Artur Rubinstein, who heard Janina Fialkowska in 1974 for the first time, spontaneously called her a “born Chopin interpreter”. Since then the Canadian (born in 1951) conquered the whole world with her highly intelligent Chopin and Liszt playing. Her first two Chopin albums, released in 2010 and 2012 received euphoric reviews worldwide. Now, a third recital, dedicated to Chopin’s later works has been released and it plunges even deeper into the depths of the Polish piano revolutionary, who in a few years fundamentally changed and refined the pianistic technique, the palette of sound colors and his instrument’s catalogue of compositional forms.

Chopin’s highly complex later works, in which clearly defined characters of the various categories loosen up more and more, forms in a way the thematic foundation of the album with the experimental Polonaise-Fantaisie, the fourth Scherzo and the fourth Ballade, complemented by smaller forms such as nocturnes, waltzes and preludes into a poetic “dream” journey, which captivates one immediately in a wondrous way. Through Fialkowska’s charismatic power of storytelling this is compressed into a story, into a seismogram of Chopin’s soul in his last years.

It is amazing, how one can furnish such a personal selection of different pieces with such an inner “logic”. Bravura, pathos and perfume are completely alien to Fialkowska, rigorously she aims to the human truths behind all the splendor, to the islands of deep melancholy and the small and big outbursts of desperation, which she models with startling straightforwardness, also in the often neglected left hand’s “counter world”. Her dynamics are dramatic and her tempo variations are from another, sensitive world.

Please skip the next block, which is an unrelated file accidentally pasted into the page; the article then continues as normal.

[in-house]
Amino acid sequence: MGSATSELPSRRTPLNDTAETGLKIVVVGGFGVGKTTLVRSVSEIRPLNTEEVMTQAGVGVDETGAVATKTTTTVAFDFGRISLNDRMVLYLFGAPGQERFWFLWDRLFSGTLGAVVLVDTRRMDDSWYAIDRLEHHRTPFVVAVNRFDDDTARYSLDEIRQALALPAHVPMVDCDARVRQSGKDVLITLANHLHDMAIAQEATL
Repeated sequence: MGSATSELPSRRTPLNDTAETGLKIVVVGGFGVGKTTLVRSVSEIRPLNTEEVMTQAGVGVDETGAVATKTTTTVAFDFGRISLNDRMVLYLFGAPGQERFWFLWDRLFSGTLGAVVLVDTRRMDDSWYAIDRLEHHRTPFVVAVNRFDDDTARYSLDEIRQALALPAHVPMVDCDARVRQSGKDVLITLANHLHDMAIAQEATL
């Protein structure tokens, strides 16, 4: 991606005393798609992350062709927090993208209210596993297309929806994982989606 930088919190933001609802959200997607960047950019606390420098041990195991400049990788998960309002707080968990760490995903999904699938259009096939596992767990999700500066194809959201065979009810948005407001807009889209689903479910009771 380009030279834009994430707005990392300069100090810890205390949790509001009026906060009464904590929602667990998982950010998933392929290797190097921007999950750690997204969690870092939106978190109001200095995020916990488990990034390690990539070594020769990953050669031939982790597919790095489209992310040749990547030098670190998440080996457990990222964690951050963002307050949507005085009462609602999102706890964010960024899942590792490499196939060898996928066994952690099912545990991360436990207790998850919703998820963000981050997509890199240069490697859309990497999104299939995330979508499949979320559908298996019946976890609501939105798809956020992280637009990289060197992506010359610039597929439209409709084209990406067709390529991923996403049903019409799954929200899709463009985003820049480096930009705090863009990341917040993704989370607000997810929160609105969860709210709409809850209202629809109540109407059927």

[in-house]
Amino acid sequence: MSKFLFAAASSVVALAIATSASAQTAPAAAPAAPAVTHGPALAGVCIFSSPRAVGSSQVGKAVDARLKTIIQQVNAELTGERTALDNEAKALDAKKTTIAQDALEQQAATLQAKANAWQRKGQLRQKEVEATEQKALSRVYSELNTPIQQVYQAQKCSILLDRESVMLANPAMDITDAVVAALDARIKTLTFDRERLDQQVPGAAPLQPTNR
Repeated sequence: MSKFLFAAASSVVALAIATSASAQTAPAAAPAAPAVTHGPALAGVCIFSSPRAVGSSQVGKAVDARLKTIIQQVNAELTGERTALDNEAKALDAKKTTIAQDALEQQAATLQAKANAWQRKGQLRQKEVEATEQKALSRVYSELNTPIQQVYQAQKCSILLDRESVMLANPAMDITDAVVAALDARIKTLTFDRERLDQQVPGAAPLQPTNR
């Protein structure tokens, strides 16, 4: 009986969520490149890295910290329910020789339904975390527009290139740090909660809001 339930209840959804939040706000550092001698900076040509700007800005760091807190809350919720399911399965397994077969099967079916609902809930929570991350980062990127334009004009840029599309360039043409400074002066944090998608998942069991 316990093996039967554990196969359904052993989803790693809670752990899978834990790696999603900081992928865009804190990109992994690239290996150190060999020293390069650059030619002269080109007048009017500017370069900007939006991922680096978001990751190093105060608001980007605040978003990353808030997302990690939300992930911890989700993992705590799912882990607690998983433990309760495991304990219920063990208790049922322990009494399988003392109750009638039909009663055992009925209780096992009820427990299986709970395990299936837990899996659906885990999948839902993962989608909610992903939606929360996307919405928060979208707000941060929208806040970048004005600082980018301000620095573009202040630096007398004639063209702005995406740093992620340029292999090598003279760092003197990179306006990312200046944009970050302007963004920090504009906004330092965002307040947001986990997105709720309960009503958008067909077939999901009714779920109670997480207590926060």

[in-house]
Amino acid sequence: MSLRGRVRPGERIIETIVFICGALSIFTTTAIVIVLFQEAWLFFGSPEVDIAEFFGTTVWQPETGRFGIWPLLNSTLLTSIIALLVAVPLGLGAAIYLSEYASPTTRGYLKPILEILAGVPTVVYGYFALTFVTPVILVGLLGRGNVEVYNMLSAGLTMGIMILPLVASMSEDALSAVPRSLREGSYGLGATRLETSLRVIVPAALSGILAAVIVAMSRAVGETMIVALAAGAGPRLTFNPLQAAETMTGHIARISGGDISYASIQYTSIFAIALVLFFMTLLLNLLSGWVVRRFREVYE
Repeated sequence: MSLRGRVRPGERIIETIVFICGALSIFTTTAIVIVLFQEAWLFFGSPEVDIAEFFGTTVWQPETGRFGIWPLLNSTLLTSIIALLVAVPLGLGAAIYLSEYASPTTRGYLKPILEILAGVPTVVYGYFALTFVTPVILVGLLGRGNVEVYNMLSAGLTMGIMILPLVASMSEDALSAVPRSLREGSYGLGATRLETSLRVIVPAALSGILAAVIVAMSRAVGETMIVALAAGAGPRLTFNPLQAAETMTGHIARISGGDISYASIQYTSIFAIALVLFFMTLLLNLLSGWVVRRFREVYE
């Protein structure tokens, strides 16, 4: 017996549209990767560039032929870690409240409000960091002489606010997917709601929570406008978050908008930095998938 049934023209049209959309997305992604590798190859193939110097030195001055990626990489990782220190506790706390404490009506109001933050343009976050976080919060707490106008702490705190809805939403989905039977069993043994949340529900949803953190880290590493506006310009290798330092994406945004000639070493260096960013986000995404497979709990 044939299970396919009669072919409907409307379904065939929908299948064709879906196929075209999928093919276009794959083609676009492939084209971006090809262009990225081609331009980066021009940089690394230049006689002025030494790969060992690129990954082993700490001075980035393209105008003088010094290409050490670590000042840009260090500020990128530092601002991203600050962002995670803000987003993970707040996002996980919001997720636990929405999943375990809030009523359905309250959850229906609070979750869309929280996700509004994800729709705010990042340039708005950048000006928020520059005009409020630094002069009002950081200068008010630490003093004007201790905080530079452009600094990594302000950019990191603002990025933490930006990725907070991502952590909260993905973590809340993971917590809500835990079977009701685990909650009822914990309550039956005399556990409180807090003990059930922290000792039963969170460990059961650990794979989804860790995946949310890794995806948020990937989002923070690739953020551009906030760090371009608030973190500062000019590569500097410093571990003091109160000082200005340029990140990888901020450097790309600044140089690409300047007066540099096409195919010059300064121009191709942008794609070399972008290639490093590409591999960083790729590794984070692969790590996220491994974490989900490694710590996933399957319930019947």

But what impresses most is the simple, natural, almost naked poetry of her sound, which combines in a wondrous way warmth with clarity, feeling with intellect, breathing and outline without frills. Fialkowska creates for the listener a feeling that she is playing only for him or her.

The Polonaise-Fantaisie, forward-looking, enigmatic and harmonically bold, Chopin’s last stroke of a genius, becomes through her a highly differentiated psychological portrait of a torn soul undulating between pain, hope and desperation. And in this way, she also gets, with an unerring instinct, to their poetic core of the smaller pieces: an album that captivates and won’t let you go.

Attila Csampai - Stereoplay (Allemagne)
Full review in German, click HERE 

English translation : Harry Oesterle 

Augsburger Allgemeine
July 7, 2017

(5 Sterne von 5)

Chapeau für diesen Chopin